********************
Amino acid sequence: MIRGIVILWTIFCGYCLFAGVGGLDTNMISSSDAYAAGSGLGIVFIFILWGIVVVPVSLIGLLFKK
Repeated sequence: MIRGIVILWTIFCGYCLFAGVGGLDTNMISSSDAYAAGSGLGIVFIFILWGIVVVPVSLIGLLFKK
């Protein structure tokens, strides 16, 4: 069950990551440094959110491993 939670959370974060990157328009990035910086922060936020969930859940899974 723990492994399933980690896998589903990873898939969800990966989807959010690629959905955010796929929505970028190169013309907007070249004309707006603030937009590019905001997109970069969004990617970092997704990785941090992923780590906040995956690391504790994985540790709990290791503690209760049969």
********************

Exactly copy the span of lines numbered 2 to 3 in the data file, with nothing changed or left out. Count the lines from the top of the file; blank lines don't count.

Repeated sequence: MIRGIVILWTIFCGYCLFAGVGGLDTNMISSSDAYAAGSGLGIVFIFILWGIVVVPVSLIGLLFKK
């Protein structure tokens, strides 16, 4: 069950990551440094959110491993 939670959370974060990157328009990035910086922060936020969930859940899974 723990492994399933980690896998589903990873898939969800990966989807959010690629959905955010796929929505970028190169013309907007070249004309707006603030937009590019905001997109970069969004990617970092997704990785941090992923780590906040995956690391504790994985540790709990290791503690209760049969």